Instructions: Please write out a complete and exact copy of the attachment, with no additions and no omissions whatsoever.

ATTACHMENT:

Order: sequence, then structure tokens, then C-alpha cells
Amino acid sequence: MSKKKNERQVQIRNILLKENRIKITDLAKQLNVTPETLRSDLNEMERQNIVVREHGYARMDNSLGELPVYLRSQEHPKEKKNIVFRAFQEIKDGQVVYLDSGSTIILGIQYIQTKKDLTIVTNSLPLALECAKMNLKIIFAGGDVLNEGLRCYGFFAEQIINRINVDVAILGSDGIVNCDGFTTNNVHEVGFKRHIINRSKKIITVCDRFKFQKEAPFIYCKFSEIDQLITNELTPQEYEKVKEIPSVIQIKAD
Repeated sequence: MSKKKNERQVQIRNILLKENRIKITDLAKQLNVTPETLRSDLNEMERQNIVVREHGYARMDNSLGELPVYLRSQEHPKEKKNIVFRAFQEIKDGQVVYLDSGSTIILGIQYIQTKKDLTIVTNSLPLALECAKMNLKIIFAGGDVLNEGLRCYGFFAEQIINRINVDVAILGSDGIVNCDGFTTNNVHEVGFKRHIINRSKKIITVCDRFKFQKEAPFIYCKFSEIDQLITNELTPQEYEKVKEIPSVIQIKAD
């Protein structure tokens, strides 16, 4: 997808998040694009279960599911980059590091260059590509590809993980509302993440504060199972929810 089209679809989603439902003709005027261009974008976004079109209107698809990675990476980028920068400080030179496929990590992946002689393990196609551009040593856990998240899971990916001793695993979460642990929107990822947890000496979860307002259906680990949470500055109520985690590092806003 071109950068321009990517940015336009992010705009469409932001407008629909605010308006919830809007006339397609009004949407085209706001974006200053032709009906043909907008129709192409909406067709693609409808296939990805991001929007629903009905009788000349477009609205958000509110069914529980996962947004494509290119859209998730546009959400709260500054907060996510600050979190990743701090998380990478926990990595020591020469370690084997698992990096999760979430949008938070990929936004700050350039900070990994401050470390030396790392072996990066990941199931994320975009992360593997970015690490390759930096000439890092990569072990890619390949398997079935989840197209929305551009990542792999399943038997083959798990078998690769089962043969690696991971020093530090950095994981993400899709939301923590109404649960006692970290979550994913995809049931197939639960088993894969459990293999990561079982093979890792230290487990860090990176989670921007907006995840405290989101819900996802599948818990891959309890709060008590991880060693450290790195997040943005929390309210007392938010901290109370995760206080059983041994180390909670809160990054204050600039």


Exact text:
Order: sequence, then structure tokens, then C-alpha cells
Amino acid sequence: MSKKKNERQVQIRNILLKENRIKITDLAKQLNVTPETLRSDLNEMERQNIVVREHGYARMDNSLGELPVYLRSQEHPKEKKNIVFRAFQEIKDGQVVYLDSGSTIILGIQYIQTKKDLTIVTNSLPLALECAKMNLKIIFAGGDVLNEGLRCYGFFAEQIINRINVDVAILGSDGIVNCDGFTTNNVHEVGFKRHIINRSKKIITVCDRFKFQKEAPFIYCKFSEIDQLITNELTPQEYEKVKEIPSVIQIKAD
Repeated sequence: MSKKKNERQVQIRNILLKENRIKITDLAKQLNVTPETLRSDLNEMERQNIVVREHGYARMDNSLGELPVYLRSQEHPKEKKNIVFRAFQEIKDGQVVYLDSGSTIILGIQYIQTKKDLTIVTNSLPLALECAKMNLKIIFAGGDVLNEGLRCYGFFAEQIINRINVDVAILGSDGIVNCDGFTTNNVHEVGFKRHIINRSKKIITVCDRFKFQKEAPFIYCKFSEIDQLITNELTPQEYEKVKEIPSVIQIKAD
């Protein structure tokens, strides 16, 4: 997808998040694009279960599911980059590091260059590509590809993980509302993440504060199972929810 089209679809989603439902003709005027261009974008976004079109209107698809990675990476980028920068400080030179496929990590992946002689393990196609551009040593856990998240899971990916001793695993979460642990929107990822947890000496979860307002259906680990949470500055109520985690590092806003 071109950068321009990517940015336009992010705009469409932001407008629909605010308006919830809007006339397609009004949407085209706001974006200053032709009906043909907008129709192409909406067709693609409808296939990805991001929007629903009905009788000349477009609205958000509110069914529980996962947004494509290119859209998730546009959400709260500054907060996510600050979190990743701090998380990478926990990595020591020469370690084997698992990096999760979430949008938070990929936004700050350039900070990994401050470390030396790392072996990066990941199931994320975009992360593997970015690490390759930096000439890092990569072990890619390949398997079935989840197209929305551009990542792999399943038997083959798990078998690769089962043969690696991971020093530090950095994981993400899709939301923590109404649960006692970290979550994913995809049931197939639960088993894969459990293999990561079982093979890792230290487990860090990176989670921007907006995840405290989101819900996802599948818990891959309890709060008590991880060693450290790195997040943005929390309210007392938010901290109370995760206080059983041994180390909670809160990054204050600039």